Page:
Air Quality and Energy Choice STEM Activities for Educators
EPA researchers participate in educational outreach to schools, museums, and other locations to teach students about air quality and climate change research that EPA and partners conduct to protect the air we breathe and provide the knowledge and scientific tools to respond to a changing climate. As part of the outreach, researchers have developed several hands-on activities for teachers and others to use in the classroom and other educational settings.
Particulate Matter (PM) Air Sensor Kits
Particle pollution, known as particulate matter (PM), is one of the major air pollutants regulated by EPA to protect public health and the environment. A PM air sensor kit has been developed by EPA researchers as an educational tool to teach children about air quality and air science.
- Instructions for buying the parts and building your own particle sensor
- A 10-minute activity that includes information on air pollution and explanation of how the PM air sensor works
- Discussion questions to ask students after the lesson
- Classroom handout
- Build Your Own Particle Sensor
Educators at Massachusetts Institute of Technology (MIT) created a set of instructions for a build-your-own particle sensor inspired by EPA's air sensor kit. The lesson introduces middle school students to engineering and air quality concepts. This project was supported through an EPA STAR grant led by MIT and local community partner The Kohala Center to monitor emissions from Hawai’i’s Kīlauea volcano. To learn more about the project, read this story in EPA's Science Matters newsletter.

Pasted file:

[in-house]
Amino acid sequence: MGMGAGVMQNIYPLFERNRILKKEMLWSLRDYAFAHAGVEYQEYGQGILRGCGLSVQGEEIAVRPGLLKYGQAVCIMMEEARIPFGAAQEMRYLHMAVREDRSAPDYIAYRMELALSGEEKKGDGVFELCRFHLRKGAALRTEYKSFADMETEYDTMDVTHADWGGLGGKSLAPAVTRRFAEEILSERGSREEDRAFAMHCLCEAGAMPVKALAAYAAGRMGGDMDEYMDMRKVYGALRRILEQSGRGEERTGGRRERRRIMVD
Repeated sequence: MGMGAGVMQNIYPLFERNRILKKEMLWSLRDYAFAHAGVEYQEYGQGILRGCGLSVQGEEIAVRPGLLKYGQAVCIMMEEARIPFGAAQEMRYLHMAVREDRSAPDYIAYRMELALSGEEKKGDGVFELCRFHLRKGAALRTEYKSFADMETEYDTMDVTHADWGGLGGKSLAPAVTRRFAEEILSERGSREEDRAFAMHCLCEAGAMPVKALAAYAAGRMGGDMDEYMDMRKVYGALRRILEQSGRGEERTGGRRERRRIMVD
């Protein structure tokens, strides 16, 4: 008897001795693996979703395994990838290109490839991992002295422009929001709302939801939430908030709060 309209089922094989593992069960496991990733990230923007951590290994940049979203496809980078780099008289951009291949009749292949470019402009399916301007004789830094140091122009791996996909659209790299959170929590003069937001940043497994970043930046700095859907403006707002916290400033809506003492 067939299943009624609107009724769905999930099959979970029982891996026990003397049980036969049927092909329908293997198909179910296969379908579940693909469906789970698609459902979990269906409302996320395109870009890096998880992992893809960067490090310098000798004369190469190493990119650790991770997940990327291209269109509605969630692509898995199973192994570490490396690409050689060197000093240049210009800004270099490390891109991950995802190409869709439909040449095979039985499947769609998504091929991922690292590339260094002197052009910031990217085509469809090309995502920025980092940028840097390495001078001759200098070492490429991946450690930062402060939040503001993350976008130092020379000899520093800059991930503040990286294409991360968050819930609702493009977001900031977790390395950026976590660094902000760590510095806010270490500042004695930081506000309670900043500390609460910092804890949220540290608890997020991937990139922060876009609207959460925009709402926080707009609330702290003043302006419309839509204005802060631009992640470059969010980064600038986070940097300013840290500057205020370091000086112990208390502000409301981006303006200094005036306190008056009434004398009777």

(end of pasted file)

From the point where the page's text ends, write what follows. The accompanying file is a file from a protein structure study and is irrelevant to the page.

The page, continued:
The instructions for building the MIT Edgerton Center’s particle sensor kits are here and can be reposted with attribution. Find the Creative Commons license here.
An interactive board game developed by EPA scientists called Generate: The Game of Energy Choices enables players to explore energy choices and the environment and gets students “energized” in some friendly competition. The game is a teaching tool that can be used to understand the costs and benefits of the energy choices we make; find out what happens if the mix of energy sources changes in the future and learn what energy choices mean for our climate, air, water, and overall environmental quality.
The 2021 update of the Generate Game is now available, including instructions for playing the game in a virtual setting.
Make your own Generate Game
- Click here to access the printable Generate Game and instruction manual.
- Editable companion Excel file for quickly calculating team scores and showing team rankings for multiple rounds. (xlsx) - Technical contact for questions using this file, email Rebecca Dodder (email@example.com).